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Know about Bhutan’s modern history, establishment of monarchy and royal family of Bhutan.







Modern History

1907 was an important year in the history of Bhutan. Leading Buddhist monks, government officials and heads of important families chose Ugyen Wangchuck as their hereditary king unanimously. British government was the first to give recognition to the new monarchy. Three years later, in 1910, Bhutan signed a treaty with Great Britain to let it ‘guide’ Bhutan's foreign affairs. After India got its independence on August 15, 1947, Bhutan was the first one to recognize India's independence and on August 8, 1949, Bhutan signed a new treaty with the newly independent India that was similar to the one they had with British when they occupied the region. In 1951, the Chinese People's Liberation Army entered Tibet and the fear of Chinese encroachment, led Bhutan to seal its northern frontier and improve bilateral ties with India.

India also sponsored Bhutan’s modernization program under King Jigme Dorji Wangchuck. In 1953, the country's legislature with 130-member National Assembly was set up, in order to promote a more democratic form of governance in Bhutan. In 1965, King Dorji set up Royal Advisory Council and the Cabinet came into being in 1968. Since then, Bhutan gained an observer status in the United Nations. Finally, in 1971, it was admitted to the United Nations. King Dorji died in July 1972 and his 16-year old son Jigme Singye Wangchuck ascended the throne. Bhutan has an ongoing problem of illegal immigration by the people of Nepalese descent, ever since the 19th century. In 1958, these immigrants were 'naturalized by registration’ by the 1958 Citizenship Act but the problem increased even more after that until the government took strict steps to evacuate them in 1980s.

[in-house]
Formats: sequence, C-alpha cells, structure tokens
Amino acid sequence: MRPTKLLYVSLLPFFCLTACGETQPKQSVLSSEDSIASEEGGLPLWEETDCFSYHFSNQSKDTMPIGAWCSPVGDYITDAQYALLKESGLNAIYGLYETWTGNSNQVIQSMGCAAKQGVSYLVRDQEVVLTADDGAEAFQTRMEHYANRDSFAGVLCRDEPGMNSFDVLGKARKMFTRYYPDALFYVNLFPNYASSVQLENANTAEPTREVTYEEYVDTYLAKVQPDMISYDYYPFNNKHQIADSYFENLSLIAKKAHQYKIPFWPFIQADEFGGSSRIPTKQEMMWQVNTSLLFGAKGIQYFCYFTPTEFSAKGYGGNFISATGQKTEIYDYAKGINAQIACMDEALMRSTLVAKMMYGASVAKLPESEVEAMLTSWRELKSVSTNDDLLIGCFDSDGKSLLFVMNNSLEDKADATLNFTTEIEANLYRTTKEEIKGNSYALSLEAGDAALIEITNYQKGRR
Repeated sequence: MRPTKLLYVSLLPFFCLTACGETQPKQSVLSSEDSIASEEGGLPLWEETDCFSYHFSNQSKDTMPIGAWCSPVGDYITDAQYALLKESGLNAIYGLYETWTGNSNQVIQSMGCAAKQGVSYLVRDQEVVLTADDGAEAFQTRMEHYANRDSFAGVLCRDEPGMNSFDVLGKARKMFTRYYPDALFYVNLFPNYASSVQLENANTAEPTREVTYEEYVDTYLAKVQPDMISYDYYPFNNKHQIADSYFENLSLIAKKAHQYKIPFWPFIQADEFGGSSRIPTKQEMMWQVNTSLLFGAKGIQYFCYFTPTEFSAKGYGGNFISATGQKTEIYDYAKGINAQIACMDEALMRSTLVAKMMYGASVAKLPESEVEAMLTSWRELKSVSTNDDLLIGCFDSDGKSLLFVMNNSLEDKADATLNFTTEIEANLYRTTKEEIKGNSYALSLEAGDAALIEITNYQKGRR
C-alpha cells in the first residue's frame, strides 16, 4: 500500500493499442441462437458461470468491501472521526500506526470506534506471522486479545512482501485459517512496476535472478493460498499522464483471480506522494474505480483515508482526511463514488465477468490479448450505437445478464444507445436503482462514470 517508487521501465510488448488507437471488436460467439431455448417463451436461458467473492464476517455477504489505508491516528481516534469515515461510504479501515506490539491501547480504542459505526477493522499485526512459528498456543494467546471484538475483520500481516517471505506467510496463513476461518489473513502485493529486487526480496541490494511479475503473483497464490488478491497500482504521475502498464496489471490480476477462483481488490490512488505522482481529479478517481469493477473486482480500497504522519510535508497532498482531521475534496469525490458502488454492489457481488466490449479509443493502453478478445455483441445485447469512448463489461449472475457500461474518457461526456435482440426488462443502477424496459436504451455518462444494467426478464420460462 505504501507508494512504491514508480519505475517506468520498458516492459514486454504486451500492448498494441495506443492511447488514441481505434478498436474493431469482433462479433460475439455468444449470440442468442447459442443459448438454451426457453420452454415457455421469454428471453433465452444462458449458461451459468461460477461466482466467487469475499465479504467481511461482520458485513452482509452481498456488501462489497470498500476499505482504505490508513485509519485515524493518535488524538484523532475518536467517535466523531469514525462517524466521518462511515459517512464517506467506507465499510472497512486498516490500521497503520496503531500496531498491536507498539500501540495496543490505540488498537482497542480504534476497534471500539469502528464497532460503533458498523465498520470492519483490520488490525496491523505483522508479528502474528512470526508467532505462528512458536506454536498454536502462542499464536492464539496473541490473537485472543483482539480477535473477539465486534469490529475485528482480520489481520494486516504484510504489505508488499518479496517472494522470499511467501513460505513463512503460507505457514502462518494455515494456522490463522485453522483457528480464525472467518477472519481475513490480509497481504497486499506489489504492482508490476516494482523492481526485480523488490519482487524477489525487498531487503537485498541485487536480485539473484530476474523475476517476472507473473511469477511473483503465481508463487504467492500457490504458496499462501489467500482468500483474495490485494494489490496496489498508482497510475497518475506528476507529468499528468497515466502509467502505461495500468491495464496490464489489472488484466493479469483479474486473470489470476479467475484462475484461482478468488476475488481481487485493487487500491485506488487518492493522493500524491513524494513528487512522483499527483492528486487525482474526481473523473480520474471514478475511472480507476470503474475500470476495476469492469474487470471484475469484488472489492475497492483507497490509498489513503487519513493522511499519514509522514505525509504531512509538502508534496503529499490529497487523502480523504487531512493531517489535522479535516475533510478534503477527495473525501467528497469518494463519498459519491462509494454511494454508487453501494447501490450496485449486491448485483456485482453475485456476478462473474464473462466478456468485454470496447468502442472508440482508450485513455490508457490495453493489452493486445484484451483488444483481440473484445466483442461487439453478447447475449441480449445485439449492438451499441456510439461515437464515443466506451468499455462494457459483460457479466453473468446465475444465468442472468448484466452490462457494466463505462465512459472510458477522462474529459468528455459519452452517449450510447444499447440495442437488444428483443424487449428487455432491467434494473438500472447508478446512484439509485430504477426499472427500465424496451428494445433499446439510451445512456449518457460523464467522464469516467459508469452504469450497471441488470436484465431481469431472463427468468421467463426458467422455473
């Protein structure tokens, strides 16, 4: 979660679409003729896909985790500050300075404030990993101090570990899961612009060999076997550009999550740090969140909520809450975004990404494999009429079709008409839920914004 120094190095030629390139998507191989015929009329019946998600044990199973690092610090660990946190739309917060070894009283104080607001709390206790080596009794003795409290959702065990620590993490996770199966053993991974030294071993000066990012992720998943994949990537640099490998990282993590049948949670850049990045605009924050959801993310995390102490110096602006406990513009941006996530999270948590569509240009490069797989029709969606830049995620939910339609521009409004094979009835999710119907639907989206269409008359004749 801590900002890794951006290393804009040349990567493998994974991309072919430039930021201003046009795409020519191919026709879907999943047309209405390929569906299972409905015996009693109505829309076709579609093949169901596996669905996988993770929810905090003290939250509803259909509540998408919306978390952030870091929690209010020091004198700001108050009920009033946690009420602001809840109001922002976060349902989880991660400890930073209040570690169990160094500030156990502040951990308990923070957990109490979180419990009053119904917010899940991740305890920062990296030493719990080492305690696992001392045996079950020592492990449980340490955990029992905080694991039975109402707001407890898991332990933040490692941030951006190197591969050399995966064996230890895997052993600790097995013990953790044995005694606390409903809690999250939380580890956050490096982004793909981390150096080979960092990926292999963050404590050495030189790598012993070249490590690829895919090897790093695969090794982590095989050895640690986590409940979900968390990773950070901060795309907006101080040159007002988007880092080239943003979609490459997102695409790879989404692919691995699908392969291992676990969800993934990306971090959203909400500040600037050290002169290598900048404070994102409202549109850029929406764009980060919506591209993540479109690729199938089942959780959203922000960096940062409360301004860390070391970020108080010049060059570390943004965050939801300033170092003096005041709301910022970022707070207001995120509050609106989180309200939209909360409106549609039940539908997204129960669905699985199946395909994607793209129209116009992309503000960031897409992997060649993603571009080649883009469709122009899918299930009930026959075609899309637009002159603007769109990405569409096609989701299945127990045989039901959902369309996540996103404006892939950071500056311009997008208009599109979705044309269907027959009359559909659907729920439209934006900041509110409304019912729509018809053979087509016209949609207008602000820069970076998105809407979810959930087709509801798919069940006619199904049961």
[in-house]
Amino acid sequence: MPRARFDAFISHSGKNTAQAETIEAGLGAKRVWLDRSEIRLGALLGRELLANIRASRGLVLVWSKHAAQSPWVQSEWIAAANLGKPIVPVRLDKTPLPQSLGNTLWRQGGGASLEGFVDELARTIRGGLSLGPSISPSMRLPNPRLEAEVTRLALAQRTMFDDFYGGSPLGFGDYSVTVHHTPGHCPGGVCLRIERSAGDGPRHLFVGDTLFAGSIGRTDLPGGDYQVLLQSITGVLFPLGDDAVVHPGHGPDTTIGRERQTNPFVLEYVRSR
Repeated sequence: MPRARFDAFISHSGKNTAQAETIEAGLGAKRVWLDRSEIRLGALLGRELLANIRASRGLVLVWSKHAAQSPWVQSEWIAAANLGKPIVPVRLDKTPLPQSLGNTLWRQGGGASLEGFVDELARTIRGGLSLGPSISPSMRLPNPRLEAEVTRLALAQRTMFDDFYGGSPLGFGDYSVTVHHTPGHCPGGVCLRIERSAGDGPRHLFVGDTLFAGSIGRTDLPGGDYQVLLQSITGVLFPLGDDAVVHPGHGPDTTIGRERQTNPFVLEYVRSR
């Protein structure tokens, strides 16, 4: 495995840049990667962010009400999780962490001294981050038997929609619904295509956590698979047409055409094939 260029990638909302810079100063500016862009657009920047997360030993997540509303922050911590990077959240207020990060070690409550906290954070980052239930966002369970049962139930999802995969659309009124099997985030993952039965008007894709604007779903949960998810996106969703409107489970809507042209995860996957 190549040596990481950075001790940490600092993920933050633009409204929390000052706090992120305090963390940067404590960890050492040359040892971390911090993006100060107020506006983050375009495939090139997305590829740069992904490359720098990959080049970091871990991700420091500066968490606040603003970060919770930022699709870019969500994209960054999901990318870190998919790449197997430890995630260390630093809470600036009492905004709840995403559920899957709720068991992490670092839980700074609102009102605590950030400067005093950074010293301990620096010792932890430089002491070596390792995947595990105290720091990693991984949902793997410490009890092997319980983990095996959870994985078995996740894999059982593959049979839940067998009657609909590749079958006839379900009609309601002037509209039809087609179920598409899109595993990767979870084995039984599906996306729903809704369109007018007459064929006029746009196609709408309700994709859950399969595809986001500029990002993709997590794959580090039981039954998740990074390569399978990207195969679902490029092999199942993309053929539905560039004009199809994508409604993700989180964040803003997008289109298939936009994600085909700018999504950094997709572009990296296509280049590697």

The present king, King Jigme Singye Wangchuck, introduced some notable political reforms in 1998. He transferred most of his powers to the Prime Minister and made way to allow impeachment of the King by the National Assembly by two-thirds majority. In 1999, he also lifted a ban on television and Internet that had been perceived as a threat to Bhutan’s culture and traditional values. Thus, Bhutan was one of the last countries to allow television. The King said that it had become necessary for modernization of Bhutan and increase Bhutan’s Gross National Happiness (GNH). Bhutan is the only country to calculate GNH. He also warned the misuse of television. The Bhutanese army successfully crushed all large-scale anti-India training camps that had sprung up in southern Bhutan in late 2003. In early 2005, a new constitution has been presented and in December that year, King Jigme Singye Wangchuck announced that he would step down as King of Bhutan in 2008 and will be succeeded by his son, the crown prince Jigme Khesar Namgyel Wangchuck.





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